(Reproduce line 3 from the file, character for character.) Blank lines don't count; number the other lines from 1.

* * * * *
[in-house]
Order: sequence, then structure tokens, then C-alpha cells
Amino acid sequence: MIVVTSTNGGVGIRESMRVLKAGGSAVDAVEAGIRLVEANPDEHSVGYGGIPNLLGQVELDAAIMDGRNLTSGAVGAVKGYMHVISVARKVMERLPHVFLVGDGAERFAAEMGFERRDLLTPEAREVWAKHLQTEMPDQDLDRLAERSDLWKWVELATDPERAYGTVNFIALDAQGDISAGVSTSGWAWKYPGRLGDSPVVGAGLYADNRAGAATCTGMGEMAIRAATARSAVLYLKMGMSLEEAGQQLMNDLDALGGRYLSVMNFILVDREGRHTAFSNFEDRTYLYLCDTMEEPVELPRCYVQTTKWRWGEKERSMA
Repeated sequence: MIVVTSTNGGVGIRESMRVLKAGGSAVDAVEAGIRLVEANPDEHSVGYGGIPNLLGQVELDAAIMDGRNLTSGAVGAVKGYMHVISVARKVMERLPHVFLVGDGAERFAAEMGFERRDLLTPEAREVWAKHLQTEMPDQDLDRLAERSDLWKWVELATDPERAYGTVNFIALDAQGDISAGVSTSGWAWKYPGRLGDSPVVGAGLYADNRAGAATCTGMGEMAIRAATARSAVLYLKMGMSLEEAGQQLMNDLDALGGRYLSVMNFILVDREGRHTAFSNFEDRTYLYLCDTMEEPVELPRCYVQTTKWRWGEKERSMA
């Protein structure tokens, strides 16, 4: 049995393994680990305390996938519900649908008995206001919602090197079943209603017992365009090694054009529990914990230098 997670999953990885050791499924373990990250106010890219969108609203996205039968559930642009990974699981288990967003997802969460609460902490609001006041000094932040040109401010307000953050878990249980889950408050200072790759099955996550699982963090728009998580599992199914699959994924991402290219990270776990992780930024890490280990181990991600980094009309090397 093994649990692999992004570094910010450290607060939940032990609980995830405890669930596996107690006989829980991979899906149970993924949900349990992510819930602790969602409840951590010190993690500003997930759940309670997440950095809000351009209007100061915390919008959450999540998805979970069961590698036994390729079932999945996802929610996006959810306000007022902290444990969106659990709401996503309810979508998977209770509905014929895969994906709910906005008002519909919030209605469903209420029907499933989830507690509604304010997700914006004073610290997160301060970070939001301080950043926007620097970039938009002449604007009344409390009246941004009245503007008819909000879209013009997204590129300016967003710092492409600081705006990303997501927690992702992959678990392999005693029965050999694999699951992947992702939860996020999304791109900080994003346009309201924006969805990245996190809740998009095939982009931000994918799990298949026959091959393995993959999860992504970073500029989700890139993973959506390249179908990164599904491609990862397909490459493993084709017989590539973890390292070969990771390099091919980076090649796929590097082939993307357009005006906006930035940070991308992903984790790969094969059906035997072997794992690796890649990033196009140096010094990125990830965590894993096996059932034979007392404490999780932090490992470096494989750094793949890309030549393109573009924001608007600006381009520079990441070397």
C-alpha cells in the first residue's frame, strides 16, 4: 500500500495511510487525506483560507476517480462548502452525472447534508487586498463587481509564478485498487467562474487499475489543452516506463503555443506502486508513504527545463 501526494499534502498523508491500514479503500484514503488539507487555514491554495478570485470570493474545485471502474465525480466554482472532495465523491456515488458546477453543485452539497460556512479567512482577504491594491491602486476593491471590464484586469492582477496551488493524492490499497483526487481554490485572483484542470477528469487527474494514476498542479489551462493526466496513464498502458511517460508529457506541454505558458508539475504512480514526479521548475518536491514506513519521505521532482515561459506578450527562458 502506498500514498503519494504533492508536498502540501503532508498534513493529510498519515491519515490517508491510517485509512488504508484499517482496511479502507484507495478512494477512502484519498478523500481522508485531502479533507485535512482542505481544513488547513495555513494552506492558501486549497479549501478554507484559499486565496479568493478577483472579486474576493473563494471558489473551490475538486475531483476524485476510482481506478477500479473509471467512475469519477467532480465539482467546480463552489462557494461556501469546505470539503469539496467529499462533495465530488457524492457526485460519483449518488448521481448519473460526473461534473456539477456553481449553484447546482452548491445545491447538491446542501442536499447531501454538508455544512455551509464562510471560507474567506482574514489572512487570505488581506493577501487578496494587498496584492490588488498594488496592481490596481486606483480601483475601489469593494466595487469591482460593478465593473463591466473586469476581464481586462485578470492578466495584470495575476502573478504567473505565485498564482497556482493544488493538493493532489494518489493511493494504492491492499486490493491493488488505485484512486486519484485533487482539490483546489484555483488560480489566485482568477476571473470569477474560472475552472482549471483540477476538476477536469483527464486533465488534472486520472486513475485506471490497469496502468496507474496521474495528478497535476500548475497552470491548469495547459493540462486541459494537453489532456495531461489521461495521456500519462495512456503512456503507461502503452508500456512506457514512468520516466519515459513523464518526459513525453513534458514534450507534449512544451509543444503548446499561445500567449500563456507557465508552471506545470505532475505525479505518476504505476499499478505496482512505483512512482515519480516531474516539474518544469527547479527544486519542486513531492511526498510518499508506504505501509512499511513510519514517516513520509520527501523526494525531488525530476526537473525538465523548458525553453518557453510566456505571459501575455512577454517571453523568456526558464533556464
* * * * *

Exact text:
Amino acid sequence: MIVVTSTNGGVGIRESMRVLKAGGSAVDAVEAGIRLVEANPDEHSVGYGGIPNLLGQVELDAAIMDGRNLTSGAVGAVKGYMHVISVARKVMERLPHVFLVGDGAERFAAEMGFERRDLLTPEAREVWAKHLQTEMPDQDLDRLAERSDLWKWVELATDPERAYGTVNFIALDAQGDISAGVSTSGWAWKYPGRLGDSPVVGAGLYADNRAGAATCTGMGEMAIRAATARSAVLYLKMGMSLEEAGQQLMNDLDALGGRYLSVMNFILVDREGRHTAFSNFEDRTYLYLCDTMEEPVELPRCYVQTTKWRWGEKERSMA